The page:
For You I Tried: The Menstrual Cup

(I had another post planned for you today about January, the women's march, and other protests in New York, but my computer crashed and I lost the video I was working on, so I hope you nonetheless enjoy this much less politically inclined article!)

Knowing that women with periods throw away an average of 62 thousand pounds of tampons during the span of their lifetimes, individually wrapped tampons equipped with applicators (especially the plastic kinds) have always made me feel guilty. As I try to transition into a more eco-friendly, natural lifestyle, I’ve been more conscious of my own waste. I still have a long way to go, but I’ve made plastic my number one enemy. I’ve purchased some reusable bags to use when shopping (my favorites are from Baggu) to avoid collecting (and throwing away) plastic bags, I buy eggs that only come in cardboard boxes, and I refuse to purchase water bottles. Is this enough? No, not nearly, but it’s a start (right?). So when Ruby Cup contacted me to see if I wanted to try their menstrual cup, I jumped on the occasion.

First, let me be clear: I have never accepted PR samples because a) I’m in the minor leagues and don’t get many offers anyhow and b) I refuse to feature products that don’t fall in line with my morals. But as I read about Ruby Cub, I loved their social mission. Similar to Toms’ model, for every cup purchased, one is donated. But Ruby Cup eschews the flaws of Toms’ business model (such as the fact that donating shoes is less impactful than helping local shoe businesses) by partnering up with organizations in various parts of Africa that help empower girls and educate them about sexual and menstrual health. It’s a much more sustainable model, and it’s one I can “unconflictedly” get behind.  

I was sent two different sizes, one small, one medium. The right size for you will depend on your age, the amount of flow you usually have, whether you’re a virgin or have had kids, and a few other factors. So before you purchase one, read up and decide what would probably work best for you. I went for the small.

Before inserting the cup, I watched a few YouTube videos to figure out what “folds” to use (i.e. how to fold the cup to insert it). Obviously, the cup needs to be folded in a certain way to go up your vagina, but what I didn’t know was how many different folds existed, it’s like freaking origami!! After trying out a few different ways, I actually ended up using the Ruby-cup recommended fold. It’s quick, simple, and easy to insert. I pushed it up until it felt comfortable, and showed up to work.

When I arrived at work, I realized I could actually kind of feel the cup. I also realized I was leaking. So I went to the bathroom and got intimate with my cervix. And here, I have to admit: I had to discretely google “how to find your cervix” because I really had no idea. I run a feminist blog and I can’t even tell you how to feel for your cervix, despite knowing it’s up there somewhere and that that’s where the blood “comes out of.” I realized my cervix is actually a little higher than I thought, so I pushed the cup in a bit more and tried to fit the cup around it. Still not perfect, but the leakage was much more minimal, and I could barely feel the cup this time.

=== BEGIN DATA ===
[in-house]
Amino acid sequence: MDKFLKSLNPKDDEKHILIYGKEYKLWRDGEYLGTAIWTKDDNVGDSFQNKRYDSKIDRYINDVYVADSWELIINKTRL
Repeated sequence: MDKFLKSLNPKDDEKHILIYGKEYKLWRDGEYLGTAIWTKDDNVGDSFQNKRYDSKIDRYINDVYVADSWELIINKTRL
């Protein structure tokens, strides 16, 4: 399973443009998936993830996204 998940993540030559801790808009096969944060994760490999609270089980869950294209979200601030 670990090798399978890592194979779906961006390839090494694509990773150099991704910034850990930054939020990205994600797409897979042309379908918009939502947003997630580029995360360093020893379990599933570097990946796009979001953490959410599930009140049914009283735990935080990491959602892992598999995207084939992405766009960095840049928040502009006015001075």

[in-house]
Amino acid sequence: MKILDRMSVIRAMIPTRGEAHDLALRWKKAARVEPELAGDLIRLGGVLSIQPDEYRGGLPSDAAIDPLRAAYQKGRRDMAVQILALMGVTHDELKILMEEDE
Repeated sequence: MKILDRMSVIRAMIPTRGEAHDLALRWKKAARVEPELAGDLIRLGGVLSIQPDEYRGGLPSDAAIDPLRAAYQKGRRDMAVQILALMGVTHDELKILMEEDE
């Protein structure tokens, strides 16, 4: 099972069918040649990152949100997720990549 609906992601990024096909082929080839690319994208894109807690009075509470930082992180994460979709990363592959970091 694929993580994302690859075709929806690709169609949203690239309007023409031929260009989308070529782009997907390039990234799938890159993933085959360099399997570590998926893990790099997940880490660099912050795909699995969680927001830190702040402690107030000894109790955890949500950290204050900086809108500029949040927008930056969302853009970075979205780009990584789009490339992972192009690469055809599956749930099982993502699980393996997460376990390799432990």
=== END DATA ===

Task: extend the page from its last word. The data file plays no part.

Taking the cup out was stranger than putting it in (you pull on the stem so that it can glide down, making a small suction noise), but it wasn't messy at all as I had anticipated. Yes, of course there's going to be blood inside the cup, but that's where it remained. I emptied it out in the sink, rinsed and washed it with soap, and put it the cup back in. Quick, painless, and clean. 

Over the next two days, I learned a lot more about my body. I learned how much blood I produce each day when on my period (not as much as thought!), I learned everything about cervixes, and I learned how convenient using a cup was (unless you're a noobie like me who went to the bathroom 10 times to readjust the cup, you don't have to empty it until the evening...and you don't produce any trash.)

As I mentioned, I still leak a tiiiiny bit (a good excuse to wear my period underwear), but I’ve only used the cup on my last two menstrual cycles so I do think there’s a learning curve (when you’ve used tampons with applicators for the past 15 years, your hands need some time adjusting to the new motions.) I  might revisit this post once I figure out the best method to insert it (for me), but I do think every girl/woman should own one of these.

Environmental factors aside, I think it's important that we have a deeper understanding of how our periods work, and what the inside of our vaginas feel like. It felt a little strange reaching for my cervix, but then I became embarrassed that as a 27 year old woman, I had never before tried to find it. Using pads or tampons, we rarely have to think about how much we actually bleed, where the blood comes from, or what makes up our vagina. This forced me to get familiar, and comfortable, with both my cervix and my period. As I've mentioned, I still haven't mastered the application of the cup, but I'm not giving up. 

Have you tried the cup? Do you have any tips? Let me know!

P.S. Do you think the medium cup would work for you? Email me or comment below if interested and I will send you my (unused, of course! still in packaging) medium Ruby cup!